Friday, August 9, 2013

All pro soccer players in England obliged to attend racial training sessions

All professional soccer players in England have been asked to attend a training session on unacceptable language. The players are obliged to show up at the meeting to receive guidance on homophobic and racist language before to learn what the boundaries are. Liverpool FC have already gotten a jumpstart on this as the club recently released a guide to its staff and players which outlines what specific words and phrases won’t be tolerated.

The upcoming sessions will be organized by England’s PFA (Professional Footballers' Association) and the project has been named The Senior Player Program on Diversity and Equality. The players’ union has sent a message out to all of the nation’s 92 professional teams and told them players must attend. The players will learn what language can and can’t be said to fellow players and fans even while joking in the dressing room. In addition, if a player feels he has been abused verbally or has seen somebody else suffer abuse he will be encouraged to report it.

There have been two high-profile instances of racial abuse in the English Premier League over the past two seasons. Liverpool’s Uruguayan striker Luis Suarez was found guilty of abusing Manchester United’s French defender and John Terry, the English captain of Chelsea was also found guilty of abusing fellow countryman Anton Ferdinand. Both Terry and Suarez were suspended for their actions. Terry’s case even went to court, but he was found not guilty. The English FA has now introduced automatic five-game suspensions for anybody found guilty of racial abuse.

England is also introducing new contracts which will give the teams power to dismiss players who are found guilty of discriminatory abuse. Gordon Taylor of the PFA made sure all 92 teams are made aware of the training sessions and said they are dealing with the laws of the land and players are expected to abide by them. He said there’s no excuse for the types of incidents that involved Terry and Suarez and the league was embarrassed by these cases.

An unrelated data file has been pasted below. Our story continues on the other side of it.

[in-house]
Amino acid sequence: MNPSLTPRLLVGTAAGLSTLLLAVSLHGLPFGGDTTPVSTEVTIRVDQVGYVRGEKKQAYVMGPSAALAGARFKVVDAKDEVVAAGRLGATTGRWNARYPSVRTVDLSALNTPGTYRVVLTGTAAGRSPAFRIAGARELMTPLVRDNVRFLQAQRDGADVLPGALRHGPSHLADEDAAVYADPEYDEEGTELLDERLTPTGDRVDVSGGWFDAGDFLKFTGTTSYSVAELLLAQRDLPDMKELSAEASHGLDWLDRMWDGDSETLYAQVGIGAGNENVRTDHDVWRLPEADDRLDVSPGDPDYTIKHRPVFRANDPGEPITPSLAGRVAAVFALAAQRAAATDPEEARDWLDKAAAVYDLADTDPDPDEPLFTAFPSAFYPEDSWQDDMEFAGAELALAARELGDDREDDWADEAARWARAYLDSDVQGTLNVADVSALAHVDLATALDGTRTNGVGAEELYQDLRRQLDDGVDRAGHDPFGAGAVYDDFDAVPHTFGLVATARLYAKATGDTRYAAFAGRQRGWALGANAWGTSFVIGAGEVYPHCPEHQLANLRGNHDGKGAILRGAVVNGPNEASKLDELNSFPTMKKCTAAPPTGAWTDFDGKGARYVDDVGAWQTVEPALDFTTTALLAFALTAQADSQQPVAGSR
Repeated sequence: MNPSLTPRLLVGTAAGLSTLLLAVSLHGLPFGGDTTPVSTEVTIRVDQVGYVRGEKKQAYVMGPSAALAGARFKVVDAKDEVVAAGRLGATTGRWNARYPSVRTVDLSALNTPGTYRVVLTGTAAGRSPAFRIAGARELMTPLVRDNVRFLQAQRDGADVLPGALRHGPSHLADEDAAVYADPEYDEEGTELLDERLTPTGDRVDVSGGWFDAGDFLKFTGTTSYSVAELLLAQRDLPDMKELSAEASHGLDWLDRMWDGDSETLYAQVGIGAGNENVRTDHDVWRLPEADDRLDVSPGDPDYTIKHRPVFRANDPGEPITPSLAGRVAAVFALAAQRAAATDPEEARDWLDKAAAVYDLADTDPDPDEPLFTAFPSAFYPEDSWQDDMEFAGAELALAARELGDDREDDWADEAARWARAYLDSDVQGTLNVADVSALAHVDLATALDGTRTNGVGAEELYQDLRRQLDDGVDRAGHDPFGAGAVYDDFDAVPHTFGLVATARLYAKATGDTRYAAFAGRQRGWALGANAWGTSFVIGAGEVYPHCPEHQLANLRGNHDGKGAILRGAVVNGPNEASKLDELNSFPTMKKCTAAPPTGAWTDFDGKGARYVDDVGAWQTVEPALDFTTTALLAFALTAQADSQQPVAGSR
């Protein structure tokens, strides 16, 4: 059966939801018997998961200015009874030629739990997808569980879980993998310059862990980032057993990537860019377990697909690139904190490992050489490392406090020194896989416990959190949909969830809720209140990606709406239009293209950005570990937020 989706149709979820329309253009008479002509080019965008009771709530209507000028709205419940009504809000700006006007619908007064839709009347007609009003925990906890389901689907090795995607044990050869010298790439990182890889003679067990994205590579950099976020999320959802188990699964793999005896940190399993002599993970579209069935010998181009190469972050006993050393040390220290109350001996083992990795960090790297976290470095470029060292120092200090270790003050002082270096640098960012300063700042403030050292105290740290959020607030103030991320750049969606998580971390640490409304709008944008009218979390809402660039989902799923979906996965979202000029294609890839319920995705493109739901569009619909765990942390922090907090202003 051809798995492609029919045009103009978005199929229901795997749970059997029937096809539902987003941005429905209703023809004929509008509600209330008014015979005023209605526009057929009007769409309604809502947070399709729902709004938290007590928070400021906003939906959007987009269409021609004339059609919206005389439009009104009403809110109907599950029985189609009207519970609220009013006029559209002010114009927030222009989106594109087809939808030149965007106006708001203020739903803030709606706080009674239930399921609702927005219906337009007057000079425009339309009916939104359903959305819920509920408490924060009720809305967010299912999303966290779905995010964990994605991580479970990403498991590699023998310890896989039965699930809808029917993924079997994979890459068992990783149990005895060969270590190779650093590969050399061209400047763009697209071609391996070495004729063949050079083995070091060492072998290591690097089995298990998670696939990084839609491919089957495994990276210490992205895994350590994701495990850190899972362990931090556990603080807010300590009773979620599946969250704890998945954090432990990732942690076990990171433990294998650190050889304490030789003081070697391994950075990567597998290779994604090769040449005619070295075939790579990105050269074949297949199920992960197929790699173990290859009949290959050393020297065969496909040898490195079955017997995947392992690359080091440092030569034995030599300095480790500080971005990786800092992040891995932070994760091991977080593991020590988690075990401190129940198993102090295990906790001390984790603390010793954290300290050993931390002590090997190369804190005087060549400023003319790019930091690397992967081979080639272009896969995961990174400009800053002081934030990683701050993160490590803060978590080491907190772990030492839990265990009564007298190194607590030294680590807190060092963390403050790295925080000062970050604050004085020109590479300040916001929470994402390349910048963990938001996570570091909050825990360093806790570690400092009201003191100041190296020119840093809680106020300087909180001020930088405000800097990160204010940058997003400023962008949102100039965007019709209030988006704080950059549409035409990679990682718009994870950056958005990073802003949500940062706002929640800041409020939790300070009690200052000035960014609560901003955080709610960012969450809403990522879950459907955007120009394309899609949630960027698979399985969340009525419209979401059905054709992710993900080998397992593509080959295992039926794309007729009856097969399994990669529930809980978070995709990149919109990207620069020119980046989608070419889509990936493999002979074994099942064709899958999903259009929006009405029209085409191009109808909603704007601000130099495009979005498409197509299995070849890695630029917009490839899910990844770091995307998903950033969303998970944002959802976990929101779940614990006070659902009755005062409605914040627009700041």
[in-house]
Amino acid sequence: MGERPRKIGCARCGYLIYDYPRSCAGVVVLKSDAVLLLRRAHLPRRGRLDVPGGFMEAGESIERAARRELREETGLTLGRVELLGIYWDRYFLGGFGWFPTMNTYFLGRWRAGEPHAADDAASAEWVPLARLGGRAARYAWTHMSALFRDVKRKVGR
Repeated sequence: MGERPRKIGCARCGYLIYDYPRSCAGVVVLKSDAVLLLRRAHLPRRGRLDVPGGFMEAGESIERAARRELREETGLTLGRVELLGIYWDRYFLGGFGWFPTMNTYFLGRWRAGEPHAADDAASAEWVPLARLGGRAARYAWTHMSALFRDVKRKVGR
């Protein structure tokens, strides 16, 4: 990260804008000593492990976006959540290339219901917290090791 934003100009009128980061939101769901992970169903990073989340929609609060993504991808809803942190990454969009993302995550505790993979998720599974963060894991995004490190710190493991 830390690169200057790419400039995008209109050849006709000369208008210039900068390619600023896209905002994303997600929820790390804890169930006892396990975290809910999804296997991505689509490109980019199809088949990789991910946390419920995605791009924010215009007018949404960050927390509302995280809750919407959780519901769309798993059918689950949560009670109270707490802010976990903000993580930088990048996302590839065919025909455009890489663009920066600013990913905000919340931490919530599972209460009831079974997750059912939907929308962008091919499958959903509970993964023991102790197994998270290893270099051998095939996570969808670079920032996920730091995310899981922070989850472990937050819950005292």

The training program was created by the PFA and the Football Association helped them out as did the Premier League and League Managers' Association. The sessions will last for 45 minutes and will be taught by two people, with one of them being a former pro soccer player. The sessions will provide players with various examples of abuse dealing with players and/or fans. Players will then be advised how to handle the various scenarios.

Players will be told to stay away from making remarks about a person’s religion or disability as well as anything deemed to be racist or homophobic. If a player believes he’s been the victim of abuse during a game he’s been instruct to inform the referee of it immediately. However, players will be told they shouldn’t go public with their complaints especially on social media sites. If a player is abused in the dressing room or on the practice field he’s supposed to report the incident to the club’s manager, the captain of the team or a member of the coaching staff. Players will also be provided with a hotline number to call the PFA or FA directly.

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